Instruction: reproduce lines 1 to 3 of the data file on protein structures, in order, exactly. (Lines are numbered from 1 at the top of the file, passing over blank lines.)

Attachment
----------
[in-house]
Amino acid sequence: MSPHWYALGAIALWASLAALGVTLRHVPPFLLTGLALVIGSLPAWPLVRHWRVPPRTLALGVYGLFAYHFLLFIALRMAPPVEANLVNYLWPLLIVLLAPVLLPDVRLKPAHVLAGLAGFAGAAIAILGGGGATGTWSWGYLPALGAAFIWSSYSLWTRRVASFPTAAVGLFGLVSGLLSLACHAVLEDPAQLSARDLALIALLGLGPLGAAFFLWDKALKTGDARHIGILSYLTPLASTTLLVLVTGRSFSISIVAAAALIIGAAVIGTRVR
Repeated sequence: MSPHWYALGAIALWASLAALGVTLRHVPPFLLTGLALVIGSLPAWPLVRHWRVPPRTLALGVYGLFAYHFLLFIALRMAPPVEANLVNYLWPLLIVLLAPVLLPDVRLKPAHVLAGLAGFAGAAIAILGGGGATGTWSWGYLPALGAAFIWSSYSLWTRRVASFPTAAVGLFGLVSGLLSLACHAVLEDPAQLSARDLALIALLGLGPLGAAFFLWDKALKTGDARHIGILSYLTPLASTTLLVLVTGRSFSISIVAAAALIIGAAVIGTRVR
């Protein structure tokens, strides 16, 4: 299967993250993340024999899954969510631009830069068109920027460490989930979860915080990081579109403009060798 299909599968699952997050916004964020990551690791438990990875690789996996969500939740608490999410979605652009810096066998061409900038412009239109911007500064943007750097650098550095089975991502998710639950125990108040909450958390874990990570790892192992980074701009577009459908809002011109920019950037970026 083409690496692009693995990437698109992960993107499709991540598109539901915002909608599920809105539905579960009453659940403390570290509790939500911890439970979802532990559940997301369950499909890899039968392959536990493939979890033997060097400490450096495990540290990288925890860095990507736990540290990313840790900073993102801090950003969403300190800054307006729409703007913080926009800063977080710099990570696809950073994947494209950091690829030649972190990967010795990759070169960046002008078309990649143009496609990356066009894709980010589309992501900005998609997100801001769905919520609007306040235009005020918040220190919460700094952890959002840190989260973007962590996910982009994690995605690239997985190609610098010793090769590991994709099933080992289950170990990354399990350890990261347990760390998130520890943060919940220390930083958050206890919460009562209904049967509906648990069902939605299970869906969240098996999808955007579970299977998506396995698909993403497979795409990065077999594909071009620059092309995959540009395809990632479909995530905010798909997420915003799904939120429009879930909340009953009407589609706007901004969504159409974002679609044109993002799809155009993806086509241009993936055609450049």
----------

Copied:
[in-house]
Amino acid sequence: MSPHWYALGAIALWASLAALGVTLRHVPPFLLTGLALVIGSLPAWPLVRHWRVPPRTLALGVYGLFAYHFLLFIALRMAPPVEANLVNYLWPLLIVLLAPVLLPDVRLKPAHVLAGLAGFAGAAIAILGGGGATGTWSWGYLPALGAAFIWSSYSLWTRRVASFPTAAVGLFGLVSGLLSLACHAVLEDPAQLSARDLALIALLGLGPLGAAFFLWDKALKTGDARHIGILSYLTPLASTTLLVLVTGRSFSISIVAAAALIIGAAVIGTRVR
Repeated sequence: MSPHWYALGAIALWASLAALGVTLRHVPPFLLTGLALVIGSLPAWPLVRHWRVPPRTLALGVYGLFAYHFLLFIALRMAPPVEANLVNYLWPLLIVLLAPVLLPDVRLKPAHVLAGLAGFAGAAIAILGGGGATGTWSWGYLPALGAAFIWSSYSLWTRRVASFPTAAVGLFGLVSGLLSLACHAVLEDPAQLSARDLALIALLGLGPLGAAFFLWDKALKTGDARHIGILSYLTPLASTTLLVLVTGRSFSISIVAAAALIIGAAVIGTRVR